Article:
Maps To The Stars
Julianne Moore, John Cusack and Mia Wasikowska star in David Cronenberg's Hollywood caricature.
Three teenagers seek freedom from their mundane suburban lives by fleeing their families, building a makeshift house in the woods and fending for themselves.
At first glance, The Kings Of Summer looks like your typical Sundance flick: a nostalgic portrait of suburban childhood, propped up by a host of television stars let off the hook in supporting roles. However, director Jordan Vogt-Roberts and writer Chris Galletta’s long list of influences – which includes Millions, Son Of Rambow and Stand By Me – reveals greater ambitions.
Like those touchstones, The Kings Of Summer both captures the adventurous spirit of youth and treats its characters’ problems seriously, which is done with great heart in this story of troubled teens who run away from home and build a house in a secluded clearing in a local forest. Sure, there are delightful turns from the likes of Parks And Recreation’s Nick Offerman and Will & Grace’s Megan Mullally as the boys’ parents, but they serve as more than just familiar faces and comic relief, they’re what’s pushing the kids away: Offerman plays ringleader Joe Toy’s (Nick Robinson) withdrawn, closed-off single father, while Mullally’s overbearing mother reminds her son Patrick (Gabriel Busso) of Street Fighter II’s burly green brawler Blanka.
Playing at times like the best bits of JJ Abrams’ Super 8 (which also starred Busso), The Kings Of Summer sees its teenage characters clinging onto the unbridled innocence of youth, while yearning for the maturity and freedom of adulthood. By simultaneously representing both their unattainable ideal of a Jack London-type frontiersman existence and their desire for a place of their own, the house they build (Toy’s House, as the film’s original title calls it) is a melting pot of masculine themes – and The Kings Of Summer plays these out with both humour and warmth.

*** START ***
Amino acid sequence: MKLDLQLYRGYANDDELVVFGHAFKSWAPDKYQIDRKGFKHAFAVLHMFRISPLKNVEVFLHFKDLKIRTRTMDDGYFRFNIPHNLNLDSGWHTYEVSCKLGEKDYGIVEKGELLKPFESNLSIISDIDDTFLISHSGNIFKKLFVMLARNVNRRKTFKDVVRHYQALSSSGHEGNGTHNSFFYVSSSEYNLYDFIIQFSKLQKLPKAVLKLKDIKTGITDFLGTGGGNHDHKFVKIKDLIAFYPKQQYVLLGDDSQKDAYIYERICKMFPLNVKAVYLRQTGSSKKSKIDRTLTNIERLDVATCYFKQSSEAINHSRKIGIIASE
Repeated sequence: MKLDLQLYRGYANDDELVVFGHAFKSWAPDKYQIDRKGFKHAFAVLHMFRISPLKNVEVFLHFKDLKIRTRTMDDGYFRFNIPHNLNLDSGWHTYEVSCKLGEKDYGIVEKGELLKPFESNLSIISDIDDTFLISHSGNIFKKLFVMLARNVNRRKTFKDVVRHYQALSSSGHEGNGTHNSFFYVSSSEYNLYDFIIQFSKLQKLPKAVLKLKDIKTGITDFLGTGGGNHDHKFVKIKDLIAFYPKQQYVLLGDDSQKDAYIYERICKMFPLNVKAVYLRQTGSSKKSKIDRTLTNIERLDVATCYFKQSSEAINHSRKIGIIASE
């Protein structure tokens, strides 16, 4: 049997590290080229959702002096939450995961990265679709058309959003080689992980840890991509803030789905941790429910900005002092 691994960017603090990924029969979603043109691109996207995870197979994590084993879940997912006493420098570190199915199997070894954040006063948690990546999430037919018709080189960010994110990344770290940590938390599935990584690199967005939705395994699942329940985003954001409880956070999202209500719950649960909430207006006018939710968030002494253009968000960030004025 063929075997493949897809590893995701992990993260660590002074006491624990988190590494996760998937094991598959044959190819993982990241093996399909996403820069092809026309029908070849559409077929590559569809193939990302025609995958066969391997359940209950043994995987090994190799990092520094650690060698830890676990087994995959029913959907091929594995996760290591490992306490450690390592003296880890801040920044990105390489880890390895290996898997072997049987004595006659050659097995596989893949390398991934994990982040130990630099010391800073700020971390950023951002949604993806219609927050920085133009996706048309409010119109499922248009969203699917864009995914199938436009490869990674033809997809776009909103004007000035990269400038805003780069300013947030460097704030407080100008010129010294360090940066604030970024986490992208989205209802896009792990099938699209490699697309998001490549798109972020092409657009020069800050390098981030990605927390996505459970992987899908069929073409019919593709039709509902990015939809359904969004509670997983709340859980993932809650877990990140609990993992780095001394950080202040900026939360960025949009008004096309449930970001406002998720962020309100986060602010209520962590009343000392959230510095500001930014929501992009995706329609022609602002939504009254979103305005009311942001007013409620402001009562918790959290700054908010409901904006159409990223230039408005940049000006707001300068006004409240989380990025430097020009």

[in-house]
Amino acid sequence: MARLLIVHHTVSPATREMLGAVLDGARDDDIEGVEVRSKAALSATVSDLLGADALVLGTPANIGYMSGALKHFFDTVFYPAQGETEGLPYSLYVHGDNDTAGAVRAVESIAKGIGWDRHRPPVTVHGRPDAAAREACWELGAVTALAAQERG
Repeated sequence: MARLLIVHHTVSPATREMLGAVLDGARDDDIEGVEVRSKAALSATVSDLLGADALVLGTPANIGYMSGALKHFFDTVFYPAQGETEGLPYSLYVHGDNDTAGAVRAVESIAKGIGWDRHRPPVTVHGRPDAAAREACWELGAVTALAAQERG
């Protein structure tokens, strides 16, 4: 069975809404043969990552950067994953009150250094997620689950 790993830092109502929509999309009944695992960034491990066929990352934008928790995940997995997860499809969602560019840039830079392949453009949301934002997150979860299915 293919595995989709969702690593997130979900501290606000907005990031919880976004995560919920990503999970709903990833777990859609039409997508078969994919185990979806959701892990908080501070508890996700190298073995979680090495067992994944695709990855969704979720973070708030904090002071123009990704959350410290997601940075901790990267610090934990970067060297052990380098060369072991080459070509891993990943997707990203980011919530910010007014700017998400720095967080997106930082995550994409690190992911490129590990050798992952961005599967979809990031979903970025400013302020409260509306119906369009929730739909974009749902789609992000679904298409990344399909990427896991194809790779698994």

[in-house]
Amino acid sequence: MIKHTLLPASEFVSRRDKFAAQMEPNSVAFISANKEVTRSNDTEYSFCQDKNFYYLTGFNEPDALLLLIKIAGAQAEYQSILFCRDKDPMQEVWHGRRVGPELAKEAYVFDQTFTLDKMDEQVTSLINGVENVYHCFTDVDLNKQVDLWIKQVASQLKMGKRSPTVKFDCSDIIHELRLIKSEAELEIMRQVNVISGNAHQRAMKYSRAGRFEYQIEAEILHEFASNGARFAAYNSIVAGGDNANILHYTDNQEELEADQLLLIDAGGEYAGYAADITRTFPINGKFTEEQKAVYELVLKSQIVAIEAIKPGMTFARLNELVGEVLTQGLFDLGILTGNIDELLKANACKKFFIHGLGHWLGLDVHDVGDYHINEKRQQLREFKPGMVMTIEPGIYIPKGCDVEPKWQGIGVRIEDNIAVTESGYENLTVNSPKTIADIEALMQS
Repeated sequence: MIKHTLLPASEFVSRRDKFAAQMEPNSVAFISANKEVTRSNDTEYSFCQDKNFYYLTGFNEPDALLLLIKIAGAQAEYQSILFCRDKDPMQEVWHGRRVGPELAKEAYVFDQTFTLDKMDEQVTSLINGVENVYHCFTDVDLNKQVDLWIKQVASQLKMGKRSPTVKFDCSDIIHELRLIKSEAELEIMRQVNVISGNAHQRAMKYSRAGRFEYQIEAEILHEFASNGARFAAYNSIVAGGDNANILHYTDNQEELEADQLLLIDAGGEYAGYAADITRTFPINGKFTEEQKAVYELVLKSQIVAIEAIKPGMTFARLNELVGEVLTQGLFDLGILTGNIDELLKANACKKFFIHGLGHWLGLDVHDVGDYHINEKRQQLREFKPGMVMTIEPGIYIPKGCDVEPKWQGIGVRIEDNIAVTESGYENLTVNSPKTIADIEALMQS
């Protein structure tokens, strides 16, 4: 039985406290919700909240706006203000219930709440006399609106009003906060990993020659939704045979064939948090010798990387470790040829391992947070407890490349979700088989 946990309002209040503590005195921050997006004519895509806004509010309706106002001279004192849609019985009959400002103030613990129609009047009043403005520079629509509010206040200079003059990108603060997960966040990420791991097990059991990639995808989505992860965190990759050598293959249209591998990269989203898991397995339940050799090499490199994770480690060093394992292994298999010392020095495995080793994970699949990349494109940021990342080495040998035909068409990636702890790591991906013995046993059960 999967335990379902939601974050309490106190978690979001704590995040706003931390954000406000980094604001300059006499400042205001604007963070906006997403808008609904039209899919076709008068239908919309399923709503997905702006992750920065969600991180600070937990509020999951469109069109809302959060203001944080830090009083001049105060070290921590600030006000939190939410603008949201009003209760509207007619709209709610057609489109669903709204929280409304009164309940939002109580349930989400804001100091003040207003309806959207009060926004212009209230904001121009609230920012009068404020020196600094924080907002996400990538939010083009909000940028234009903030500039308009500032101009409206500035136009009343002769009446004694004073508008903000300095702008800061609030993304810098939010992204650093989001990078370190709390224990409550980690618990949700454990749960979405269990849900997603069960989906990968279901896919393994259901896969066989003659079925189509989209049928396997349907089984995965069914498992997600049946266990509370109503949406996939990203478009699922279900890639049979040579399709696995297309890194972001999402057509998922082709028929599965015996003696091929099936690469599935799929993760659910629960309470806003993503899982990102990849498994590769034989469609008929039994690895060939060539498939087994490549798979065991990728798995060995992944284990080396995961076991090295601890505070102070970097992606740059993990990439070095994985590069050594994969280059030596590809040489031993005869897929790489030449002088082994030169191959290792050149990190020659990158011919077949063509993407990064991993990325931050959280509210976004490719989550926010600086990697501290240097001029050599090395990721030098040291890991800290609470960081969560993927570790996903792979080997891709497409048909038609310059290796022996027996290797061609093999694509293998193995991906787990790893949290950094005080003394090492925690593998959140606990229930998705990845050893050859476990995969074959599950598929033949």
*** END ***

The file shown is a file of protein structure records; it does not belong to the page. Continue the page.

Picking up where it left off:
Rich in suburban subtext, The Kings Of Summer is a coming-of-age indie movie full of poignancy, charm and strong performances.
Unfortunately I haven¿t been jet setting around the world this year to the various exciting international film festivals, but that¿s what makes the London Film Festival¿s compilation approach to progr
One of the best things about the London Film Festival¿s smorgasbord approach to programming is that, amongst the world premieres and gala screenings, there¿s an eclectic collection of exciting films o
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@Film4 RT @rookfilms: The Duke of Burgundy - "the most unashamedly erotic film of the year" http://t.co/H2BvHBxDuA @veritefilmmag @BFI @Film4
@Film4 We're off to Colombia with Michael Douglas and Kathleen Turner next at 5.10pm, for classic 80s adventure comedy Romancing The Stone.
@Film4 The Undiscovered Country was nominated for 2 Oscars in 1992, for Sound Effects Editing & Makeup - but Terminator 2 won both. #oscartally
@Film4 Heads up, folks! One of the very best Star Trek films is about to start on Film4+1 at 2pm: Star Trek VI: The Undiscovered Country.
@Film4 Nothing like Star Trek on a Sunday, is there? FYI: We're also screening Generations tomorrow and First Contact on Tuesday, both at 6.40pm.